Monday Night Raw faced down a near-impossible task, stuck between a rock and a hard place. For the better part of three-plus hours, the WWE's flagship show nailed its go-home to SummerSlam despite a somber day that threatened, at times, to claim one of its most legendary figures.
The sad news surrounding Ric Flair's hospitalization and overall medical condition could have easily hung over the performers, producers and fans alike on Monday night, dousing any enthusiasm that's been built up for this weekend and one of the WWE's biggest shows of the year. Instead, as in show business, everyone committed themselves to the mantra of live performance -- the show must go on.
Perhaps it was the stories and momentum that led up to this week, the sliver of good news late in a dark day or a self-challenge to channel some of the "Nature Boy's" legendary charisma, but there was an energy and a buzz inside Boston's TD Garden that rarely let up. It bounced from the crowd to the ring and back again and gave meaning and purpose to several key loose ends that needed to be tied up (and were) before Sunday.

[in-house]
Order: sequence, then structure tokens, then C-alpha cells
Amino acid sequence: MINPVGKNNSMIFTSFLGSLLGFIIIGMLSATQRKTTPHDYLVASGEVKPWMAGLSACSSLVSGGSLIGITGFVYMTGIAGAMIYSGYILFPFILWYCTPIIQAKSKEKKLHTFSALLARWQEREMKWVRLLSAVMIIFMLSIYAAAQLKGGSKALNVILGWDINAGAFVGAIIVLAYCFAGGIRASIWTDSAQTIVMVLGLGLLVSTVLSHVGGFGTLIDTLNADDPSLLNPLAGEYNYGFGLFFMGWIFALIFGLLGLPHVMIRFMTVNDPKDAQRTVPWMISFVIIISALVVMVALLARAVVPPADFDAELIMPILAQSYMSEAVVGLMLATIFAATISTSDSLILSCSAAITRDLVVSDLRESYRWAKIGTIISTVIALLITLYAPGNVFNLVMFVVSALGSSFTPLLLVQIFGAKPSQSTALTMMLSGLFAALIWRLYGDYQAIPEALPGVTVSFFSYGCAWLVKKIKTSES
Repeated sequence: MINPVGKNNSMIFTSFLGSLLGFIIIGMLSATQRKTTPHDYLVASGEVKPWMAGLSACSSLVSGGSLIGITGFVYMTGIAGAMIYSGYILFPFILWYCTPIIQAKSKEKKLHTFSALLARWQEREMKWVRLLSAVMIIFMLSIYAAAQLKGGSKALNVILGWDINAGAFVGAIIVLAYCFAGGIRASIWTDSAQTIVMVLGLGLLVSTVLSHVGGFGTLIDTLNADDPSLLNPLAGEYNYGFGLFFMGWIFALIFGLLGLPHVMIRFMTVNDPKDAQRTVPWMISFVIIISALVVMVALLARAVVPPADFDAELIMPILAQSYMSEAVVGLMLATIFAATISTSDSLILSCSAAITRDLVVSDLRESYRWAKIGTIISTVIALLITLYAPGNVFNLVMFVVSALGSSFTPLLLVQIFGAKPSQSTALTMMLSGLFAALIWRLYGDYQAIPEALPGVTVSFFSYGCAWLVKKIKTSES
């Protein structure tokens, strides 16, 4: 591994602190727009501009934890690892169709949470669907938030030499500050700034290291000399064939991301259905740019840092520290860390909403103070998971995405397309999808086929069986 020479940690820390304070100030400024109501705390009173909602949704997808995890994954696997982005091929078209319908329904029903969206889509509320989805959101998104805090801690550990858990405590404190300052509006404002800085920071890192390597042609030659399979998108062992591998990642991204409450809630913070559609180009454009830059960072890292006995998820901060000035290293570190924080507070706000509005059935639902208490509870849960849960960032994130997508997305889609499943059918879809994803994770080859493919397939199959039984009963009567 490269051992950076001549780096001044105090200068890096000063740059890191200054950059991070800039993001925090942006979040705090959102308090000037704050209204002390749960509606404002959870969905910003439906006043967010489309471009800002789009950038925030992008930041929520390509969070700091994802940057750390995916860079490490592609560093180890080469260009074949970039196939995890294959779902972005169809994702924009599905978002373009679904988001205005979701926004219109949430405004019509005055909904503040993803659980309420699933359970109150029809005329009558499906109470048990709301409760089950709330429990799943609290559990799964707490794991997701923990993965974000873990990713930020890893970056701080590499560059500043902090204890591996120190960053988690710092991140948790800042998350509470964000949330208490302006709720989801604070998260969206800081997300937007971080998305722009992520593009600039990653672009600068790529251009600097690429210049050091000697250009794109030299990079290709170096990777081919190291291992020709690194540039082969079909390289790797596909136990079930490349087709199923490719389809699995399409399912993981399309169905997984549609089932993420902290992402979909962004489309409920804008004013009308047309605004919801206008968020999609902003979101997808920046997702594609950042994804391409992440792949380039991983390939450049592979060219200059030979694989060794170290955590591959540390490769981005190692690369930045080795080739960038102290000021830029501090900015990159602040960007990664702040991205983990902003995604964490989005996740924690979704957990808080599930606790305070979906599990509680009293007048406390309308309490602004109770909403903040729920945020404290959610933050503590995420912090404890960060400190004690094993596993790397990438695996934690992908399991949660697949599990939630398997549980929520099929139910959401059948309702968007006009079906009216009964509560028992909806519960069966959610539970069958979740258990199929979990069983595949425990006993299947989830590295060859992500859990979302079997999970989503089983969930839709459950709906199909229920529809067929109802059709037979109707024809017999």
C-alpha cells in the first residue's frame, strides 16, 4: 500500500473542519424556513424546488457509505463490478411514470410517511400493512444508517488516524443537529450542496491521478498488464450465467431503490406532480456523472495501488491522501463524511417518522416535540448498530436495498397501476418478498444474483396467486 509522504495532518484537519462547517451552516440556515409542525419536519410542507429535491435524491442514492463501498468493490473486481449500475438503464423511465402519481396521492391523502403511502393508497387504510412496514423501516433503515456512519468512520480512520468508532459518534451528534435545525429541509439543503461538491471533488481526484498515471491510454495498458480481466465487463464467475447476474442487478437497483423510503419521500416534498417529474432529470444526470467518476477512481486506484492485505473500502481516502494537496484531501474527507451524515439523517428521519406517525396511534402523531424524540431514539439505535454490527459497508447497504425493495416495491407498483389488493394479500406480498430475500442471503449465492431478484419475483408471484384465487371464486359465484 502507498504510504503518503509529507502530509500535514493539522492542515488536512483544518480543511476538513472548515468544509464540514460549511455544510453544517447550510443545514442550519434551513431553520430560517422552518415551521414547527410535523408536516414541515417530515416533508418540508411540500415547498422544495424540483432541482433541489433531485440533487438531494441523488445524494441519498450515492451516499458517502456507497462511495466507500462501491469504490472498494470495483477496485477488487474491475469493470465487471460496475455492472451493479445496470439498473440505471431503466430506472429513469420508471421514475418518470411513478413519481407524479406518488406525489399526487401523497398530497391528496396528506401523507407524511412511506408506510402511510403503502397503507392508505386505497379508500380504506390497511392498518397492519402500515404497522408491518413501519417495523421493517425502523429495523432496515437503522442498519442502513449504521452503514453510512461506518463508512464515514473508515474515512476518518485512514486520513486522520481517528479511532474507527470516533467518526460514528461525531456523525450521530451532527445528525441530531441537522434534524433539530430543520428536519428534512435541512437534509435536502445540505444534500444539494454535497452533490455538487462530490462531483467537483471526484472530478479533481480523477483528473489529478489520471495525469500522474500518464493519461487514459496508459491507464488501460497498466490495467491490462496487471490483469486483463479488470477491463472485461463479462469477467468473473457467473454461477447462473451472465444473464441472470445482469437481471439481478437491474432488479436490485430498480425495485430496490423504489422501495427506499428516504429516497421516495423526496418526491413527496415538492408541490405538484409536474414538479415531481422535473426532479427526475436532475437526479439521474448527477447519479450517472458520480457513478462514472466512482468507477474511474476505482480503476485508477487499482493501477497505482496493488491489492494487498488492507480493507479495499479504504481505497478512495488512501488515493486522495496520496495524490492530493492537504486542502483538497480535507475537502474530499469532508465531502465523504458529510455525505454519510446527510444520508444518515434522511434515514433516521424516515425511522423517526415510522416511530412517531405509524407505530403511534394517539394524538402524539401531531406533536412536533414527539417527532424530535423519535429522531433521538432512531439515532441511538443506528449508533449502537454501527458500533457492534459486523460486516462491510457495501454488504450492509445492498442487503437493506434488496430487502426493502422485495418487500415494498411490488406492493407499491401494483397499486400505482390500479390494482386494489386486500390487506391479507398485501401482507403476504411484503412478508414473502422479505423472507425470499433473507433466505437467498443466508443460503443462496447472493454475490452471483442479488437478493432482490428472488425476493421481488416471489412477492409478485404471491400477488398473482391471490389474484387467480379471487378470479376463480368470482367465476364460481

It wasn't a perfect game by any means, but Raw did everything it could to set the stage for a big night to come in Brooklyn.
Brothers in arms fight their way to solidarity
Raw has had a habit of late of telling one great story at a time, beat by beat, with an attention to detail and a focus and effort from all involved that brings big moments to life. From the slow build of Braun Strowman into the monster he is today, to the meteoric rise to the top that Samoa Joe has enjoyed over the past few months, Raw has turned the notion that long-term booking is a thing of the past.
Of late, the will-they or won't-they between Seth Rollins and Dean Ambrose has been must-see TV. There were multiple ways in which the reunion between former brothers in The Shield could have been cheap or unearned, but the WWE persisted in playing this reunion out to its most satisfying ending. In all the ways in which they misstepped along the way in bringing Rollins and Roman Reigns together in the past, the on-screen characters and fans alike had to earn it.
Even as it seemed last week in Toronto like the crowd was ready for the moment Ambrose extended his arm as a peace offering, the WWE had one last moment to pull off before they gave the people what they wanted. After a three-minute video package that hit every major point along this road to redemption, an incensed Ambrose charged to the ring and demanded Rollins join him in the middle of the ring.
After spurning Ambrose's gesture last week, Rollins was ready to let bygones be bygones, and that he was done playing games. For Ambrose, the one who was initially wronged in the most desperate betrayal of all when Rollins broke up The Shield, it had been a big step to try to put aside the past and believe a partnership could work. In Rollins' case, he was sick of going above and beyond to prove his loyalty.